This week our septic system caused us to leave our home until it is fixed. We are staying in an apartment our landlord arranged. My husband ex has come to our house twice and I've asked her to leave each time. There's no trespassing signs posted...
The facts you describe are likely a trespassing, which occurs when someone enters or remains in or upon
the dwelling house of another, after having been forbidden to do so by the person who has lawful control of the premises, whether directly or by notice posted thereon. You told her not to come to the house, and she did so anyway. That is trespassing.
The police may choose to charge her with breaking and entering, in addition to or instead of trespassing. Police sometimes charge a more serious crime in order to give the district attorney's office more leverage over a defendant. The way this works is that the person charged with the B&E is offered a plea that includes a reduction of the B&E charge to a lesser charge. A true B&E requires 1) a breaking (opening an unlocked door is enough), 2) an entry and 3) the intent to commit a felony or a misdemeanor therein. A defense to the B&E charge on the facts you describe is that the ex lacked the intent to commit a felony or a misdemeanor inside the house. Accordingly, I do not see your case as a B&E, but as I previously stated, the police might charge the ex with a B&E anyway.
The ex can be arrested by the police, but the more likely scenario is that she is summonsed to appear to court, either for an arraignment or for a clerk magistrate's hearing. To prevent her from coming to your house again, you should notify her in writing via registered mail that she is not allowed on the property and you should notify the police that you have so informed her. That way, should she come over again, the police are more likely to arrest her. Install a security camera as well so that you have stronger evidence that she was trespassing should she come over again.
Your husband could seek a 209A restraining order against her if he can convince a judge that she has "abused" him ( which is defined as (a) attempting to cause or causing physical harm; (b) placing another in fear of imminent serious physical harm; (c) causing another to engage involuntarily in sexual relations by force, threat or duress), or you could seek a 258E harassment prevention order if you can show that she "harassed" you (which is defined as 3 or more acts of willful and malicious conduct aimed at a specific person committed with the intent to cause fear, intimidation, abuse or damage to property and that does in fact cause fear, intimidation, abuse or damage to property). While the issuance of a 209A or 258E order is a civil order against the ex, if she were to violate either type of order, she would be charged criminally with violating the order.
Got 18months probation back in 2002. move to tx never had an issue getting a job until recently. Had a fire 3yrs ago dont have papers.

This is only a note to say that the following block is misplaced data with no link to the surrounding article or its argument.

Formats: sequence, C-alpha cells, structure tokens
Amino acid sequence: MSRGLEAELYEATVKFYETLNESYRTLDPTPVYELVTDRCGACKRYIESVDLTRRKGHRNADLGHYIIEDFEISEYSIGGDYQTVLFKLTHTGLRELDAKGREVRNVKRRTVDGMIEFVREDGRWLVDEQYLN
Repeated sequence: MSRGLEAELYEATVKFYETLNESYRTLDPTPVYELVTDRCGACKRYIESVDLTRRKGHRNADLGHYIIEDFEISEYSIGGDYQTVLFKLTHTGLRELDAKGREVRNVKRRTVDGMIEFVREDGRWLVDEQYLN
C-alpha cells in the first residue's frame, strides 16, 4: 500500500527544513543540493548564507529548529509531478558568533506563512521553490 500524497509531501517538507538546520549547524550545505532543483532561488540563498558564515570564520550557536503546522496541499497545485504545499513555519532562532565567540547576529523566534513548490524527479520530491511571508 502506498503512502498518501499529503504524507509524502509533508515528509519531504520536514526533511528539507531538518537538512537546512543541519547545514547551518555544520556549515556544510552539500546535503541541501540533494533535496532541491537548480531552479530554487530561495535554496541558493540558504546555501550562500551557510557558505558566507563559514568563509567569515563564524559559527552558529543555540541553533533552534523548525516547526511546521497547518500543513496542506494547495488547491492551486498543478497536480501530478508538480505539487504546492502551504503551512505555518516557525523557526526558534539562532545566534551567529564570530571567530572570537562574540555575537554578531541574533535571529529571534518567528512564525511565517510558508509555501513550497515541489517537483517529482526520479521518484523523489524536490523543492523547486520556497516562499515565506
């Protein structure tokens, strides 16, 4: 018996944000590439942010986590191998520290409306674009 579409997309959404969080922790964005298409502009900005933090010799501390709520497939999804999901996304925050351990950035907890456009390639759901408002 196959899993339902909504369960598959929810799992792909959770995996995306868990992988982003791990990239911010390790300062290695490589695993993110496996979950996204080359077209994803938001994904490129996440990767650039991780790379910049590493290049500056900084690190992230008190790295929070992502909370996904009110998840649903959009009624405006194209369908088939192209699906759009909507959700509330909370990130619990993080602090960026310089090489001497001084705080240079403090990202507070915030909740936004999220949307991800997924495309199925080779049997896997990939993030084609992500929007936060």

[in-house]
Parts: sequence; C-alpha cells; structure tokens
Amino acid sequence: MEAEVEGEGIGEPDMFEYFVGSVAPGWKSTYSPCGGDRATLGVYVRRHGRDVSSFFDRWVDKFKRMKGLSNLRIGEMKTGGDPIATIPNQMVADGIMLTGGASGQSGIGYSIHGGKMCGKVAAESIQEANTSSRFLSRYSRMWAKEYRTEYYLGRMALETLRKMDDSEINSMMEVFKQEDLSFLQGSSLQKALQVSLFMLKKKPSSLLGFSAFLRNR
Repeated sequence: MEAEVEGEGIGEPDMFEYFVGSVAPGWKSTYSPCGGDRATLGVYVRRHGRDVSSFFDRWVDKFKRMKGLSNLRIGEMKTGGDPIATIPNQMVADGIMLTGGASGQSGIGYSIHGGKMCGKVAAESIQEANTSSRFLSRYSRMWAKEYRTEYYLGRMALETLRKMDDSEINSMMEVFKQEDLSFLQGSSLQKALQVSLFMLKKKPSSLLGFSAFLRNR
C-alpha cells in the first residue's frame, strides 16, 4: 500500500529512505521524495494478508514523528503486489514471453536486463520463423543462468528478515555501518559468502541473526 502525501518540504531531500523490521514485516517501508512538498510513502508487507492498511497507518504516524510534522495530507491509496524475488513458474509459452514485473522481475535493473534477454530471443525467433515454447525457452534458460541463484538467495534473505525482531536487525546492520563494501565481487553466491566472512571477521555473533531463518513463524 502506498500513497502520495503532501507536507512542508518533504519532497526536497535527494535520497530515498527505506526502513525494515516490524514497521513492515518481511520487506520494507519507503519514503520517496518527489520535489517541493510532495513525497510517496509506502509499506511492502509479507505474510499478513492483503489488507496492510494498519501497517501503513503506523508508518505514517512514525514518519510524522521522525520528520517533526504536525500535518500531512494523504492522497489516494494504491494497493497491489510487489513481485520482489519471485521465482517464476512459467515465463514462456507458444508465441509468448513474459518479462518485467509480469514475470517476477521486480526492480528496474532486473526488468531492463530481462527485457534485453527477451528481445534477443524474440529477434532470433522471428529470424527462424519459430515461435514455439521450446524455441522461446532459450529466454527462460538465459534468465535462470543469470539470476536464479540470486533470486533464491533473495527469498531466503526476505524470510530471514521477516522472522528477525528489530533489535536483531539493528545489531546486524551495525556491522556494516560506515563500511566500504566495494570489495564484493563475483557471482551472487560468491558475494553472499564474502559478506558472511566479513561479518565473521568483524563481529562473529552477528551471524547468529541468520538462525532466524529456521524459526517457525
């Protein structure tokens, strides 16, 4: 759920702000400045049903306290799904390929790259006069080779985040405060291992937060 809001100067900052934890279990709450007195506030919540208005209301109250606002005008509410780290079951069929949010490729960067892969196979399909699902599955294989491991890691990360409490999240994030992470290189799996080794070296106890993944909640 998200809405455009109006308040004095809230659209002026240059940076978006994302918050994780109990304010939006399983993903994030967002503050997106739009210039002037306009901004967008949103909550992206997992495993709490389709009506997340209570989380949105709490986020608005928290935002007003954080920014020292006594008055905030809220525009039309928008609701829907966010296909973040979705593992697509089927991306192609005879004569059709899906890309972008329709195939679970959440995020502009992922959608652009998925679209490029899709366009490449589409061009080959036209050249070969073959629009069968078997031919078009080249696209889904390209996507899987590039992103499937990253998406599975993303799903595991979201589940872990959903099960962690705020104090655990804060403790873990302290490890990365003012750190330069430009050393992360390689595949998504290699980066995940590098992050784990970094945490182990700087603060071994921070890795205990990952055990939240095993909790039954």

It is not uncommon for the CORI to be inaccurate. It is a simple matter to correct, however, The Office of the Commissioner of Probation (OCP) maintains the CORI record and a letter to OCP with certified copies of the court docket sheet showing that the charge was reduced to a misdemeanor is all that is required for OCP to correct the CORI entry to reflect that the charge was a misdemeanor and not a felony. While the CORI is being corrected, you should consider sealing the CORI as well as enough time has passed to seal the CORI without a court hearing, assuming you haven't had any other criminal convictions in the last 10 years.
Dominic PangSee question
If the answer is yes, does it matter? Will service center ask for court-certified documents? Thanks!
If you weren't convicted or the equivalent (i.e. CWOF) then it will not hurt you in a green card renewal. The arrest itself will show in the state police and FBI arrest databases, and the federal government can see the charge itself on your CORI even though it did not result in a conviction. It is best to have certified copies of the court docket to show the immigration official that the charge did not result in a conviction.See question
If it is is kissing illegal.
16 on 14 and 17 on 15 is illegal. You could be charged with rape of a child, even if the other party actually consented to the sexual activity, as a person is deemed legally incapable of consenting to sex until age 16.See question
I'm an escort one night I met up with someone I touched him we did what we did and he gave me my money and after proceed to tell me he was a cop , and he could have arrested me and now I won't answer he's saying he traced my ip address and is gonn...
This sounds like a scam to me. A police officer is not going to testify that he committed a crime (paying an escort for sex), in order to convict said escort for prostitution. He would be fired and/or charged with a crime himself. Change your number, save any correspondence (emails, texts, instant messages etc) you get from this person in case he decides to make trouble for you later on. Good luck.
Dominic PangSee question
Long story short I plead guilty to felony larceny back in 2008. This felony charge although 8 years ago is keeping me from advancing in life. Is there a way to reduce the felony to a misdemeanor 8 years later? If so how?
You would have to file a motion to vacate the plea, and ask the court to give you a new trial. This is usually no easy task to accomplish, as you must convince the judge reviewing your motion that you were deprived of a legal right when you plead guilty. Common grounds for vacating a plea include a defective plea colloquy by the judge or ineffective assistance of counsel during the course of your case. There may be other grounds available in your case to vacate the plea. Talk to an attorney who handles post-conviction relief to assess the merits, if any, of a motion to vacate.